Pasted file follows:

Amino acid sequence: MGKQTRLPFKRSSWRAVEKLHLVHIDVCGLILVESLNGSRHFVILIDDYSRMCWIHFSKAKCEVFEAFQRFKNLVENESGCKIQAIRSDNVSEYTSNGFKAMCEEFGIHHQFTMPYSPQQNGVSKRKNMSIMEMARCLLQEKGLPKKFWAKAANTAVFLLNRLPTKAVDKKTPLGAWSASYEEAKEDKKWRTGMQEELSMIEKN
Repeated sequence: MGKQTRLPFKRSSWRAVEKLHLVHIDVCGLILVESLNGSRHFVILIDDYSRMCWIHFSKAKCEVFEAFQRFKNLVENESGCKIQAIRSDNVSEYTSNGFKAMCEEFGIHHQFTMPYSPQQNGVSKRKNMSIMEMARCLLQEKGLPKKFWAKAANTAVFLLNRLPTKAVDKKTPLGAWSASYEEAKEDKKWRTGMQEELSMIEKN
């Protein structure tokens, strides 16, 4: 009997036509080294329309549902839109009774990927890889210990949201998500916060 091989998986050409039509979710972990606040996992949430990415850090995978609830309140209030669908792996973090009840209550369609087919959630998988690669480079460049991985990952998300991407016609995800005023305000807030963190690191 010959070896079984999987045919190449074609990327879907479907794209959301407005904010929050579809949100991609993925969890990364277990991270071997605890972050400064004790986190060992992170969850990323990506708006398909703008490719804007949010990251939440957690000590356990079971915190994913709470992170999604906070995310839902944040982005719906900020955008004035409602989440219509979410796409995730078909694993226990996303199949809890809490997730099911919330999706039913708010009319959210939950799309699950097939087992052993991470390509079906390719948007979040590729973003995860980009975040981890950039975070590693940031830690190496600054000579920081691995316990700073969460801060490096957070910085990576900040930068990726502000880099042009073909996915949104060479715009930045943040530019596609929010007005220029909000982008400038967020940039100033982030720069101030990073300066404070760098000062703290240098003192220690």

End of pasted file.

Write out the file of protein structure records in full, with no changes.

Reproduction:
Amino acid sequence: MGKQTRLPFKRSSWRAVEKLHLVHIDVCGLILVESLNGSRHFVILIDDYSRMCWIHFSKAKCEVFEAFQRFKNLVENESGCKIQAIRSDNVSEYTSNGFKAMCEEFGIHHQFTMPYSPQQNGVSKRKNMSIMEMARCLLQEKGLPKKFWAKAANTAVFLLNRLPTKAVDKKTPLGAWSASYEEAKEDKKWRTGMQEELSMIEKN
Repeated sequence: MGKQTRLPFKRSSWRAVEKLHLVHIDVCGLILVESLNGSRHFVILIDDYSRMCWIHFSKAKCEVFEAFQRFKNLVENESGCKIQAIRSDNVSEYTSNGFKAMCEEFGIHHQFTMPYSPQQNGVSKRKNMSIMEMARCLLQEKGLPKKFWAKAANTAVFLLNRLPTKAVDKKTPLGAWSASYEEAKEDKKWRTGMQEELSMIEKN
């Protein structure tokens, strides 16, 4: 009997036509080294329309549902839109009774990927890889210990949201998500916060 091989998986050409039509979710972990606040996992949430990415850090995978609830309140209030669908792996973090009840209550369609087919959630998988690669480079460049991985990952998300991407016609995800005023305000807030963190690191 010959070896079984999987045919190449074609990327879907479907794209959301407005904010929050579809949100991609993925969890990364277990991270071997605890972050400064004790986190060992992170969850990323990506708006398909703008490719804007949010990251939440957690000590356990079971915190994913709470992170999604906070995310839902944040982005719906900020955008004035409602989440219509979410796409995730078909694993226990996303199949809890809490997730099911919330999706039913708010009319959210939950799309699950097939087992052993991470390509079906390719948007979040590729973003995860980009975040981890950039975070590693940031830690190496600054000579920081691995316990700073969460801060490096957070910085990576900040930068990726502000880099042009073909996915949104060479715009930045943040530019596609929010007005220029909000982008400038967020940039100033982030720069101030990073300066404070760098000062703290240098003192220690």